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-   -   Does Your Airplane Have a Fire Extinguisher? (https://vansairforce.net/community/showthread.php?t=180420)

N941WR 03-13-2020 08:13 PM

Quote:

Originally Posted by 10builder (Post 1414380)
I installed an Element fire extinguisher on the roll bar using their mount.

Be very careful mounting anything on the rollbar. In the event of an accident, it could break loose and hit someone in the back of the head.

fabricflyer 03-13-2020 09:25 PM

Proteng question
 
Fasteagle, Aren't you concerned that the temp under the housing will get over 194 degrees? Have you talked to the people at Proteng about this? what did they say? I saw they had one mounted in a Cessna 182.
Allen

Fasteagle 03-13-2020 09:54 PM

Fire extinguisher
 
Allen,

Yes I did. They use these in race cars, airplanes, RV?s, workshops, etc. Any place where there is heat or a fire source or potential for fire. It is used in high heat close quarters areas. If memory is correct I want to say 350 degrees is where it sets off but I may be incorrect with this. There are videos giving examples of a fire near then it setting off automatically, which very efficiently and completely put out the fire.
Contact Nichole Wheeler at Proteng and she will kindly address all your concerns.
They gave a very good presentation at our last EAA meeting and we were all impressed. It?s a great safety device with many applications. Not to stir any negative comments, but my opinion is that most small fire extinguishers are just a false sense of security. Sure, better than nothing but not equal to or certainly not better than this.
I had a friend crash in an experimental years ago. He survived the impact only to be trapped inside. The roofers several houses away witnessed the crash and could hear him screaming for several minutes as he burned to death. No one was able to get to him fast enough. Horrible death I want no part of. Safety is an attitude as we are all taught.

romaja 03-13-2020 10:07 PM

Quote:

Originally Posted by Fasteagle (Post 1414434)
Allen,

Yes I did. They use these in race cars, airplanes, RV?s, workshops, etc. Any place where there is heat or a fire source or potential for fire. It is used in high heat close quarters areas. If memory is correct I want to say 350 degrees is where it sets off but I may be incorrect with this. There are videos giving examples of a fire near then it setting off automatically, which very efficiently and completely put out the fire.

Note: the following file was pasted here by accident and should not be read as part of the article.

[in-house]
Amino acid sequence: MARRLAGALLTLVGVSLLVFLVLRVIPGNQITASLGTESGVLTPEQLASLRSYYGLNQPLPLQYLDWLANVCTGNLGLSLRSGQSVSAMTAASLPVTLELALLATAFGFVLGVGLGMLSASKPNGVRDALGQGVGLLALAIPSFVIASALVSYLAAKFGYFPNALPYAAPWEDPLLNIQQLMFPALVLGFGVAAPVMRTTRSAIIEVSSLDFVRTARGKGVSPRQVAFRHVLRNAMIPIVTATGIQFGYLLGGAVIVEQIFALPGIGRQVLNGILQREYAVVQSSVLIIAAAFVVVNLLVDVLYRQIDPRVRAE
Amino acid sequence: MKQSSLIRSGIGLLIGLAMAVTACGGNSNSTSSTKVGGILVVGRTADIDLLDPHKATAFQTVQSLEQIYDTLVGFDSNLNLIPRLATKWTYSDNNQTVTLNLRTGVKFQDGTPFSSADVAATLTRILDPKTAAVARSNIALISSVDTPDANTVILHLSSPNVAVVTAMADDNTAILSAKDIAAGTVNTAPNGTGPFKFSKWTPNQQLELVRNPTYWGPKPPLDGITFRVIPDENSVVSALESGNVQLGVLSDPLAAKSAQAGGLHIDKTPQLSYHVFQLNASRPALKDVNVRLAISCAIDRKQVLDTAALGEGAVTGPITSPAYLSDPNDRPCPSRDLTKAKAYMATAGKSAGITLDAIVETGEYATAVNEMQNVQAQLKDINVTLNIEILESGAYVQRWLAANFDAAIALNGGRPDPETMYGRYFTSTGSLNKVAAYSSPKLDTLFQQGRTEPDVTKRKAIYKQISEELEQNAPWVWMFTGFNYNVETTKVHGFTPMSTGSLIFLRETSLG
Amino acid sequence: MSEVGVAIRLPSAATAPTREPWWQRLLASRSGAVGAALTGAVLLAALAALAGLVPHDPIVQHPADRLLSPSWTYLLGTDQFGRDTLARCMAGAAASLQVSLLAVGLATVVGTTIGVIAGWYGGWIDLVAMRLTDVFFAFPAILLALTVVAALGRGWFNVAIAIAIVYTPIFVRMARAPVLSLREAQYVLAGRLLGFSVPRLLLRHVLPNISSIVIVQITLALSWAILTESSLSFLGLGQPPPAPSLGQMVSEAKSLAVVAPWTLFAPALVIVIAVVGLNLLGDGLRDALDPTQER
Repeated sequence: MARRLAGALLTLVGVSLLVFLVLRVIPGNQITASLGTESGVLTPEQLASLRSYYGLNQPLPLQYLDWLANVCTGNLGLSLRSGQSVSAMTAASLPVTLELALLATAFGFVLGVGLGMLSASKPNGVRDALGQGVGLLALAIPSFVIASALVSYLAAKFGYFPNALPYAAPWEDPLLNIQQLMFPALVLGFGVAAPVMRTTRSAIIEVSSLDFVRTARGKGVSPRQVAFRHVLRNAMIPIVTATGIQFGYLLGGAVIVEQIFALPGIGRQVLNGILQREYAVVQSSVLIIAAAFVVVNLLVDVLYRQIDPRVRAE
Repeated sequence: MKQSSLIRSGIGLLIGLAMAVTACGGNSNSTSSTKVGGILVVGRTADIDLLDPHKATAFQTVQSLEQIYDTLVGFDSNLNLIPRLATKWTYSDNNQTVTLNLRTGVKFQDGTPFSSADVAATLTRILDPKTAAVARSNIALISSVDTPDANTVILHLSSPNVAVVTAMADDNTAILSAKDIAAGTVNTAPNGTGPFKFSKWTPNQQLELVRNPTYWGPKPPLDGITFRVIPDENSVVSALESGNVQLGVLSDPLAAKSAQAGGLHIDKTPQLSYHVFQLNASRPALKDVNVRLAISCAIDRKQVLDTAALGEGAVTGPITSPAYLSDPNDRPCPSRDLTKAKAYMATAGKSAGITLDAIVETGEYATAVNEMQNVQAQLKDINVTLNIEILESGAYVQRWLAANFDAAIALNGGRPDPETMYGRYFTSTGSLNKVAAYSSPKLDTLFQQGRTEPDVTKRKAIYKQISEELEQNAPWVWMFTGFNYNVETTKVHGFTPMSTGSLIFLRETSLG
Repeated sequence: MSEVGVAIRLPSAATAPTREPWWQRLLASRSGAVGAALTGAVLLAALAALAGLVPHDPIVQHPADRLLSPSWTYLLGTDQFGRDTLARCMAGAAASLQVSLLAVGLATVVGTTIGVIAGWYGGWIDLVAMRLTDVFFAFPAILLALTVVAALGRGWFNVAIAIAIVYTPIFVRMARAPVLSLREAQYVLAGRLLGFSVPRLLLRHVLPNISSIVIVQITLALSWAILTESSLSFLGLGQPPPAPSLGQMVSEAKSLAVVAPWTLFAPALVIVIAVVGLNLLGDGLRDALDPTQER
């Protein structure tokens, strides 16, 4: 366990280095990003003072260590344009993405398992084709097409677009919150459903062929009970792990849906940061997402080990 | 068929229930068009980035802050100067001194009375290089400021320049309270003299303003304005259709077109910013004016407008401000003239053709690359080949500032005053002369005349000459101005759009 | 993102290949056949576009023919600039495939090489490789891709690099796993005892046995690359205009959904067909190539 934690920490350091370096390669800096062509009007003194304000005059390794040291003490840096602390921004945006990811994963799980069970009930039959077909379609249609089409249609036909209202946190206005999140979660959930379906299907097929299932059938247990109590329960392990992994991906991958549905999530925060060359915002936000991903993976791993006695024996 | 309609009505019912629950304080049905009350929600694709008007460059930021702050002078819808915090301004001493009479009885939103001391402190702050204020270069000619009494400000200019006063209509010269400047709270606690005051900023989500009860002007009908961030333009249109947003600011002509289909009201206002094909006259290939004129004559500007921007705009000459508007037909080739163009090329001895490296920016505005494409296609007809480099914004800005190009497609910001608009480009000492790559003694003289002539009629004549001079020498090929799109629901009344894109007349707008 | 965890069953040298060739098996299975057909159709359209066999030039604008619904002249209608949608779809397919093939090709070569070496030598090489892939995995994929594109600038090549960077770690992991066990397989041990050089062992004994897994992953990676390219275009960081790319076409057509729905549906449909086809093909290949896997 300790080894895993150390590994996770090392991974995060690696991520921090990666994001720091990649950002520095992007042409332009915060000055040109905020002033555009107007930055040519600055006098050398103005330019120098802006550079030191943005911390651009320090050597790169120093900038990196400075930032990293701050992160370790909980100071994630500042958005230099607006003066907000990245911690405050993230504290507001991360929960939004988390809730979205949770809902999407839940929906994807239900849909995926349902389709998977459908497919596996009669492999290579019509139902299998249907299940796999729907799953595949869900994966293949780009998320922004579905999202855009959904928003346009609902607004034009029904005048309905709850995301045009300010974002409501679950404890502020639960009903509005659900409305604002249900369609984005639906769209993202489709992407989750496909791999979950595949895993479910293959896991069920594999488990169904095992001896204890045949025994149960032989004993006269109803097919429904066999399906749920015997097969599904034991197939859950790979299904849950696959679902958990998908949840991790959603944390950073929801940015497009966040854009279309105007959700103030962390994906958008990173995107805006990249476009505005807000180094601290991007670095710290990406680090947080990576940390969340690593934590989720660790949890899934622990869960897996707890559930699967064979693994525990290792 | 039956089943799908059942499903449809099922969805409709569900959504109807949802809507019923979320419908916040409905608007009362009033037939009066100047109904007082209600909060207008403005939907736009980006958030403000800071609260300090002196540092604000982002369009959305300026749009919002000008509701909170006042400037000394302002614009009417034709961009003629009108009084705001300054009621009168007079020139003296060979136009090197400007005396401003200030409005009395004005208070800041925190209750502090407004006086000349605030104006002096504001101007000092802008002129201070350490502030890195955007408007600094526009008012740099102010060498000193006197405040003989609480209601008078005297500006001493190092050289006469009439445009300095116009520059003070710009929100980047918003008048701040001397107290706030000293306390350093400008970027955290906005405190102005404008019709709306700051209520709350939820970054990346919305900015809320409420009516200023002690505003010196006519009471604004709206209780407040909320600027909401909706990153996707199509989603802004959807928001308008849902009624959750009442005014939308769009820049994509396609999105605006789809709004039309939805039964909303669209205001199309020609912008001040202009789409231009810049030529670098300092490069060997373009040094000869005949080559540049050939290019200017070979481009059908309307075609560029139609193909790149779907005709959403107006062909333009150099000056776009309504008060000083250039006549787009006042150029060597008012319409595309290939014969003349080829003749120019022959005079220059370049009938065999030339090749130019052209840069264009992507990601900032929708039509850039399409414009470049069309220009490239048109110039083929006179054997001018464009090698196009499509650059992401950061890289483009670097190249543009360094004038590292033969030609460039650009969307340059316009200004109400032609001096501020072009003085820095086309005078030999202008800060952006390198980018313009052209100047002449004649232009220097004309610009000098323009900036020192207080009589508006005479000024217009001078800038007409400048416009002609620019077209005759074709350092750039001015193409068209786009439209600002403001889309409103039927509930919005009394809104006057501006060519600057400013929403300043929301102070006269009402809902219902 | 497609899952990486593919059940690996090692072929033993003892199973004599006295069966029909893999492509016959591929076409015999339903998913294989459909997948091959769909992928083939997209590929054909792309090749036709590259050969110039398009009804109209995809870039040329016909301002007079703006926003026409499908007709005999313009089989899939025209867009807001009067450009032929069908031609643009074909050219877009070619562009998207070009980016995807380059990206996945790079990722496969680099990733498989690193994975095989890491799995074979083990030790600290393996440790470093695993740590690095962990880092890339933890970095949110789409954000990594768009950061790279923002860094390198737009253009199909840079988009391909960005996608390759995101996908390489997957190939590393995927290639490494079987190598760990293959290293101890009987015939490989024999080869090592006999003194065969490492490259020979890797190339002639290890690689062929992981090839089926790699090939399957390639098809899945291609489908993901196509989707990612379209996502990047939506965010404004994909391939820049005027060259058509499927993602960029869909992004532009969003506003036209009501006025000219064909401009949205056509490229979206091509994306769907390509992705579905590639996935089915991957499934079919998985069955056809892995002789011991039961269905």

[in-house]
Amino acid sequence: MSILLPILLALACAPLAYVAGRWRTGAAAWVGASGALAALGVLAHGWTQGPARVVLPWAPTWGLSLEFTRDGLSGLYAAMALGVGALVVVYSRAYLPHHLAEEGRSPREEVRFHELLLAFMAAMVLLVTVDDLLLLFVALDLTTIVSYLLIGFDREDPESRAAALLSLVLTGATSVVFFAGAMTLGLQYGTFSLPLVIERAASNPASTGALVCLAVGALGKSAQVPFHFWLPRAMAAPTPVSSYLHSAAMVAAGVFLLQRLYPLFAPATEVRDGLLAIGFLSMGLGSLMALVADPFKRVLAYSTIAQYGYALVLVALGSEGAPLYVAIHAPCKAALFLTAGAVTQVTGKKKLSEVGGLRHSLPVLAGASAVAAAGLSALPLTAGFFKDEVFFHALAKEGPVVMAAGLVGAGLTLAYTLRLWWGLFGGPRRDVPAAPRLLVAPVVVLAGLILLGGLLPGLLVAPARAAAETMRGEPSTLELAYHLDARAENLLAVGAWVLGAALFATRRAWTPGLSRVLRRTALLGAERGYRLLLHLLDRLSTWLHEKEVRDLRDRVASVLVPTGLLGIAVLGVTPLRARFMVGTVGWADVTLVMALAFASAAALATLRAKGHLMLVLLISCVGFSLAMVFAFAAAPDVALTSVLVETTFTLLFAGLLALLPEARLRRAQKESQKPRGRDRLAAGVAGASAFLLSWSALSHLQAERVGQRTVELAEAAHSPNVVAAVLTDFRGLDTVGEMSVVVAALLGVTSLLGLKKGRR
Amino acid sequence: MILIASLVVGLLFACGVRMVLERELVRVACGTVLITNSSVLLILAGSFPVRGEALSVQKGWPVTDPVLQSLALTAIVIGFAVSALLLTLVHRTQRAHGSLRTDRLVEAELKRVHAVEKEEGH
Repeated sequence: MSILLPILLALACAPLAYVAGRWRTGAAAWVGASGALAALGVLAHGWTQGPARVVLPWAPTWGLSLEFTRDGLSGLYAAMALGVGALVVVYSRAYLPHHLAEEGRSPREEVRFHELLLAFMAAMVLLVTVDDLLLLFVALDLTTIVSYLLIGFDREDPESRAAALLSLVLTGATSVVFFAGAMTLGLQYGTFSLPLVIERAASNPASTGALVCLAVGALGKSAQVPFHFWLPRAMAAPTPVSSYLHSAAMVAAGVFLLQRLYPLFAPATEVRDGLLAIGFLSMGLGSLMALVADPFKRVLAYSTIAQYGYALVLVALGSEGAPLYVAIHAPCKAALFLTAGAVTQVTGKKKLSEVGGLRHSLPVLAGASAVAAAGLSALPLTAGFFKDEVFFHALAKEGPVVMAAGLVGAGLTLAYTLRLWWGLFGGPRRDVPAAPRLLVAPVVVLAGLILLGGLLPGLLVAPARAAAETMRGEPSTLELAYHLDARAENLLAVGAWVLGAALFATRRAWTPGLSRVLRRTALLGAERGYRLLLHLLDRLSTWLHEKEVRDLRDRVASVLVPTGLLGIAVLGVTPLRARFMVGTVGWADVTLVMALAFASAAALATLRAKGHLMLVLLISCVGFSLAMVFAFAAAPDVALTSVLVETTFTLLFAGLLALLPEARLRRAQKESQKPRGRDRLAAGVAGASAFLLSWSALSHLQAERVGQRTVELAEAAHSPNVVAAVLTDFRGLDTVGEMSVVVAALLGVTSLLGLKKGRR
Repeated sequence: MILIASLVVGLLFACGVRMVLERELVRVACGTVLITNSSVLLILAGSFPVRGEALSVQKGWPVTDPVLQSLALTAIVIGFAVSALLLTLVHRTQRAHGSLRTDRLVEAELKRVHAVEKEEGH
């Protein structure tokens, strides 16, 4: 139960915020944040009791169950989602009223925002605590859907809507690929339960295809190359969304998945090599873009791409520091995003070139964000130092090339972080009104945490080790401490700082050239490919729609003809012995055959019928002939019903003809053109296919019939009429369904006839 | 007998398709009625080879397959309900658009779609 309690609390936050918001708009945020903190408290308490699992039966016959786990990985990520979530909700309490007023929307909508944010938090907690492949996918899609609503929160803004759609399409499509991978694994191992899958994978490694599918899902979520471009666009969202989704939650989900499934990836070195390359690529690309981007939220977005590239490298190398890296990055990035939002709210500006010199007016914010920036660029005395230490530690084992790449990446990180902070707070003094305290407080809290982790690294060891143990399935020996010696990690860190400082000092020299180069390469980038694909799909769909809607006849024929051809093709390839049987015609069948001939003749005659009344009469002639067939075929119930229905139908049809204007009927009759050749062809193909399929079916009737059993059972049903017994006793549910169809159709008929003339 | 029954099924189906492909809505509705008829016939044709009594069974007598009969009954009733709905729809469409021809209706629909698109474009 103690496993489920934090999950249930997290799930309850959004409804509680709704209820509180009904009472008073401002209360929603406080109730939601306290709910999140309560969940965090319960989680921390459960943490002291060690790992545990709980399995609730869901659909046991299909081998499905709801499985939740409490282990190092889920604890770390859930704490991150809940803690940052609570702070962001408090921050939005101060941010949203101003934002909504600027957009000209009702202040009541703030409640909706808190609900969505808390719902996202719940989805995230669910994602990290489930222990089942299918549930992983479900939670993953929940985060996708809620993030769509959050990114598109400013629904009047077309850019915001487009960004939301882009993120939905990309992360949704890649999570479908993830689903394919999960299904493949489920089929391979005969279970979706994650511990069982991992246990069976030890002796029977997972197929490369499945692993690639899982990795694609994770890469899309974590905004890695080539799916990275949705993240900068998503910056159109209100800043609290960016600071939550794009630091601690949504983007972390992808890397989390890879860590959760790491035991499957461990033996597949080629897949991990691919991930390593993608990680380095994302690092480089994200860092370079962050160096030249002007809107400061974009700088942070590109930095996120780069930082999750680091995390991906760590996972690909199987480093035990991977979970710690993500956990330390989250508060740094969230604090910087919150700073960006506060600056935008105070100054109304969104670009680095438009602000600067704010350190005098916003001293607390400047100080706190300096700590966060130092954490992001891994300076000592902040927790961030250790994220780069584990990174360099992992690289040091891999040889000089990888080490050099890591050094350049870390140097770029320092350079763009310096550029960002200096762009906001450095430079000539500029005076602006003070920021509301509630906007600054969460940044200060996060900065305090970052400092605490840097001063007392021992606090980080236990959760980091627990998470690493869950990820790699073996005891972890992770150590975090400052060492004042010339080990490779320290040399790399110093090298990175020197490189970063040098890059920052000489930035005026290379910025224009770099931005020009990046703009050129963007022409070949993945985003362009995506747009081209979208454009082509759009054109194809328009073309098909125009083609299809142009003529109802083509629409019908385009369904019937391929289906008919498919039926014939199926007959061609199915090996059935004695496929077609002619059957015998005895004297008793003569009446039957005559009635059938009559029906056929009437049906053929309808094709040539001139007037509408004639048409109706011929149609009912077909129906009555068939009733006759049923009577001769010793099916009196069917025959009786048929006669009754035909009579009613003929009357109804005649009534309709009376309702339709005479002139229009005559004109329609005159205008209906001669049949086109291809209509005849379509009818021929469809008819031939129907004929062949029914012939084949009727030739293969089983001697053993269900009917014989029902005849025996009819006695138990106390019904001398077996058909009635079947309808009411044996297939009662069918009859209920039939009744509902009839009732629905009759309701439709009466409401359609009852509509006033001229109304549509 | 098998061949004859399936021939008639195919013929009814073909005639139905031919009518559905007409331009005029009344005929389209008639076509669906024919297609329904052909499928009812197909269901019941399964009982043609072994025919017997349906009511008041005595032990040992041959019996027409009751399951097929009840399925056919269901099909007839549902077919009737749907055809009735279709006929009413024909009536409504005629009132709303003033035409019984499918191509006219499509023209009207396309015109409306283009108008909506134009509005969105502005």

Contact Nichole Wheeler at Proteng and she will kindly address all your concerns.
They gave a very good presentation at our last EAA meeting and we were all impressed. It?s a great safety device with many applications. Not to stir any negative comments, but my opinion is that most small fire extinguishers are just a false sense of security. Sure, better than nothing but not equal to or certainly not better than this.
I had a friend crash in an experimental years ago. He survived the impact only to be trapped inside. The roofers several houses away witnessed the crash and could hear him screaming for several minutes as he burned to death. No one was able to get to him fast enough. Horrible death I want no part of. Safety is an attitude as we are all taught.

From the Proteng website:

How does the PROTENG? fire suppression device work?

The system is fully automatic and responds to increasing temperatures. At temperatures of 158?F (Standard) or 194?F (Heavy Duty) and or contact with direct flame, the tube ruptures, releasing the non-toxic agent and thus extinguishing the protected area.



What if there?s contact with skin or eyes? What if it?s inhaled?

If contact with skin or eyes, immediately flush with plenty of water for at least 15 minutes. Take off contaminated clothing immediately and wash before re-use. If inhaled, remove from exposure to fresh air and lie down. Consult a physician.

Fasteagle 03-13-2020 10:09 PM

Extinguisher
 
Well there ya go.

dpansier 03-13-2020 10:41 PM

Interesting concept, pressurized fire suppressant similar to Dupont FE-36 in a hose that will rupture at a certain temperature.

PCT and info on Dupont FE-36 linked below.

https://patentimages.storage.googlea...17208166A1.pdf

http://www.pyrochem.com/pdfs/flagfire/FE-36_Tech_Bu.pdf

RV7A Flyer 03-13-2020 11:49 PM

I'd sure like to see a test of one of these systems under the cowling. You know, take a scrapped engine block, run some fuel hoses the way they'd run, put it inside a cowling, *blast 170 knot winds at it*, and ignite a fire and a broken hose.

I just can't see that this would work with an engine fire in flight. On the ground, maybe (but if that big fan out front is turning and blowing air into the cowling?).

Race cars are *not* the same thing...something on fire? You can stop the vehicle (or it may have already stopped by virtue of smacking into something, which caused the fire in the first place).

bobnoffs 03-14-2020 05:34 AM

Until you turn off the fuel flow (glider pilot). I don?t think any system will put out a fire in flight. I am assuming that with fuel off 99% of the fuel source is eliminated. The extinguisher might help with whatever is left that is combustible.
Anyone have any experience or knowledge of how a fire in flight reacts to shutting off the fuel flow?

olyolson 03-14-2020 06:37 AM

Fire extinguisher
 
PROTENG® fire suppression Sounds like a good concept but I found no pricing on their website. Any cost to share with the group Fasteagle?

BobbyLucas 03-14-2020 07:24 AM

FYI - if you haven't seen Vic's firex thread: "Don't use ABC fire extinguishers!"

http://www.vansairforce.com/communit...d.php?t=180422


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